Chapter 9, 'They Did Not Forget Their Swedish: Class Markers in the Swedish American Community' by Carl Isaacson, examines the Swedish American experience in Chicago through the use of historical documents such as newspapers, letters, novels, etc. During the peak of European immigration (1881-1920), these Swedish immigrants were faced with three linguistic choices, which each had consequences in terms of social class identity: Standard Swedish, regional Swedish varieties, or a newly created blend of regional varieties of Swedish, Standard Swedish, and American English. Although this newly minted American Swedish reflected a certain American egalitarianism that transcended class boundaries, it was nevertheless associated with the lower classes. The rejection of American Swedish by the intellectual elite of the community led to the battle against the use of this hybrid language and for the preservation of 'proper' Swedish. In the end, however, language shift wins out in the Swedish community, and in this way, the immigrant evades Swedish class politics and emerges as representative of middle class success in America.
Like Koliussi's chapter on Greek women reconstructing their gender identity through their linguistic virtuosity, Gloria Nardini shows how the women of an Italian American social club challenge the power dynamics inherent in traditional gender identities in Chapter 10, 'Italian Patterns in the American Collandia Ladies' Club: How Do Women Make ''Bella Figura''?' In this chapter, Nardini offers us a glimpse into the workings of the Collandia Ladies' Club during a financial meeting with the president of the Collandia Men's Club. Nardini illustrates how the women of this club claim social power through a dazzling linguistic performance, referred to as making 'bella figura', by the treasurer of the Ladies' Club. She gains the upper hand primarily through the use of indirection, the shared knowledge of the centrality of 'bella figura' to Italian identity, and the shared knowledge of the gendered norms of conversation.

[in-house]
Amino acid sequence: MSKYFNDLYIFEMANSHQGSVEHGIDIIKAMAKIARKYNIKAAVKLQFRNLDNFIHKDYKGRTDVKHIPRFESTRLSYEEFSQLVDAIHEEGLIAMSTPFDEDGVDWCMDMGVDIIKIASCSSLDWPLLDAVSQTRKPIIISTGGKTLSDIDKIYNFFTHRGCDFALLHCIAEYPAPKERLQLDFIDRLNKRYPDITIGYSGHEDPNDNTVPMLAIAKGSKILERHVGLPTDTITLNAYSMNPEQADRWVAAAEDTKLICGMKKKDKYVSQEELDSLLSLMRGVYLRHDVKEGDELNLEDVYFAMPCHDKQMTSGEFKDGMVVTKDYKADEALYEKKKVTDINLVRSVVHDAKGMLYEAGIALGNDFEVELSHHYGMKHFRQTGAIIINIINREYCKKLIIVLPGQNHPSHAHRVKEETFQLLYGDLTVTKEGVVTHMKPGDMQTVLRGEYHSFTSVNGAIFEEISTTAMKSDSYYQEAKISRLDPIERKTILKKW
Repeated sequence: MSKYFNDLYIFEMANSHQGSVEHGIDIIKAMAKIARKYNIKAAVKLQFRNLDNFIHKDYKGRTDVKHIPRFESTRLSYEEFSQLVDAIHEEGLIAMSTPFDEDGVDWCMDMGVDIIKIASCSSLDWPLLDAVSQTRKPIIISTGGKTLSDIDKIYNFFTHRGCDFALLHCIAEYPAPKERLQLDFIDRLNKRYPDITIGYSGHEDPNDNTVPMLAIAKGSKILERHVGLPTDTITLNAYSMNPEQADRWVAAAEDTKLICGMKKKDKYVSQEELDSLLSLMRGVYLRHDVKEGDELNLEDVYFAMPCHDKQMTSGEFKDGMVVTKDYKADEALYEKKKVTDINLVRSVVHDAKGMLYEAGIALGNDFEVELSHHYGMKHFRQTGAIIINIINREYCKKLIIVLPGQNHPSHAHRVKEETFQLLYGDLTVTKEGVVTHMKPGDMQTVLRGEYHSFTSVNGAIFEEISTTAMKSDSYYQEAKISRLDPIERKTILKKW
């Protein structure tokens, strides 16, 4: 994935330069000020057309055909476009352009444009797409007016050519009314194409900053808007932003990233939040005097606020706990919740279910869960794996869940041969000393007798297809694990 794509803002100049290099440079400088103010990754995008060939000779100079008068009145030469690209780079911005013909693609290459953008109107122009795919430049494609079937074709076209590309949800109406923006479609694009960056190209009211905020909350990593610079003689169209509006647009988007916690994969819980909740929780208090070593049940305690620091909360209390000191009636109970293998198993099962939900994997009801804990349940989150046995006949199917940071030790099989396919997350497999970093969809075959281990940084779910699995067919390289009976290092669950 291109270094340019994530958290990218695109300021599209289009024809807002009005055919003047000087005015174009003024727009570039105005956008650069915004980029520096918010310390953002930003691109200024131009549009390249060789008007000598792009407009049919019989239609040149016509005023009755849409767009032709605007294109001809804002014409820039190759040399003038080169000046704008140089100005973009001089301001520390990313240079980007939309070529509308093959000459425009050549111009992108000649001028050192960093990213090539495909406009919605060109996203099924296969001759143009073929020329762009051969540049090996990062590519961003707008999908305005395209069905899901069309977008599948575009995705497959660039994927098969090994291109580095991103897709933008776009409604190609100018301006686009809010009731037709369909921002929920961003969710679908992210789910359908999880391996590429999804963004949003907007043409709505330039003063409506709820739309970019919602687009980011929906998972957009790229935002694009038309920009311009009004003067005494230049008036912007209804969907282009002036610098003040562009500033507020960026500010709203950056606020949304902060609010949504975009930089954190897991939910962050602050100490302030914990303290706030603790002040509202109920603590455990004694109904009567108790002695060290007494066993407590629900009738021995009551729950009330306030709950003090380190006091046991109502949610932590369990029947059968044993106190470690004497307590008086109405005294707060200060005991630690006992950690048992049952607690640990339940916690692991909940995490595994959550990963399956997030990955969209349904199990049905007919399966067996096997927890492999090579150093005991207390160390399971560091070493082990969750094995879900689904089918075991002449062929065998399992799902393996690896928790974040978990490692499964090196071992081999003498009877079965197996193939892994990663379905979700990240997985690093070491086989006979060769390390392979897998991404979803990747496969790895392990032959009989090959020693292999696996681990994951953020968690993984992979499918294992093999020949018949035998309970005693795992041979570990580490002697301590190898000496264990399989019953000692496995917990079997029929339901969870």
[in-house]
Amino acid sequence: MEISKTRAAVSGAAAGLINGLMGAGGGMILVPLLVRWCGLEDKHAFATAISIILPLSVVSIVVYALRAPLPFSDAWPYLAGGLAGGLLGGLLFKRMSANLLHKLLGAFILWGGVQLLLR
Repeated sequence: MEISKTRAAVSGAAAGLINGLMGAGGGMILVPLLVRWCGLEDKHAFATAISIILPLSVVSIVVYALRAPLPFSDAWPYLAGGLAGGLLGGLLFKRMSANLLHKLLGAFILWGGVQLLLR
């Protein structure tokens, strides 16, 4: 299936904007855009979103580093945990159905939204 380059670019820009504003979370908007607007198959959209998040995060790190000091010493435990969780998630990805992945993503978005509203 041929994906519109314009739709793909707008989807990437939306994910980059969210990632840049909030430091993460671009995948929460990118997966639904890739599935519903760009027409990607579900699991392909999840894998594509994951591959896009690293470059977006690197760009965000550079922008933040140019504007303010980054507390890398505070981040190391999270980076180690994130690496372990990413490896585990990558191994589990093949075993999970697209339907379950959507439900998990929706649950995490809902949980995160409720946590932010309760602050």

Chapter 11, 'Lithuanian and English Use Among Early Twentieth Century Lithuanian Immigrants in Chicago' written by Daiva Markelis, is a historical portrait of Lithuanian immigrant life in Chicago focusing on efforts at language maintenance and some of the factors that led to eventual language shift. Like Isaacson's account of the Swedish American experience in Chapter 9, Markelis relies on letters and Lithuanian newspapers published in Chicago in the early part of the twentieth century, as well as ethnographic interviews with children of Lithuanian immigrants. Despite conscious efforts to foster Lithuanian language and culture, in large part politically motivated, the establishment of a politically independent Lithuania in 1918 along with U.S. restrictions on immigration in 1920-21 saw a marked decline in the use of Lithuanian in the home. Thus, Markelis argues that political concerns were the main reason why Lithuanian was maintained as long as it was and a major factor in its decline.
Chapter 12, 'Class Identity and the Politics of Dissent: The Culture of Argument in a Chicago Neighborhood Bar' by Julie Lindquist, focuses on the analysis of the social uses of argument in a south suburban Chicago working-class bar. Lindquist notes that arguments allow patrons of the bar to express working class solidarity. Lindquist's presence in the bar as a symbolic opposition to the prevailing working class ideology provided an opportunity for the bar's patrons to 'practice' class even if they do not acknowledge the notion of class as an ideology.
In Chapter 13, 'Chinese Language Use in Chicagoland', John S. Rohsenow offers a rich descriptive account of several waves of Chinese immigration to Chicago. He notes that Chinese language variation in the Chicagoland area is the result of both history and contemporary politics. Even the choice of scripts taught in local heritage language schools depends on these sociopolitical forces.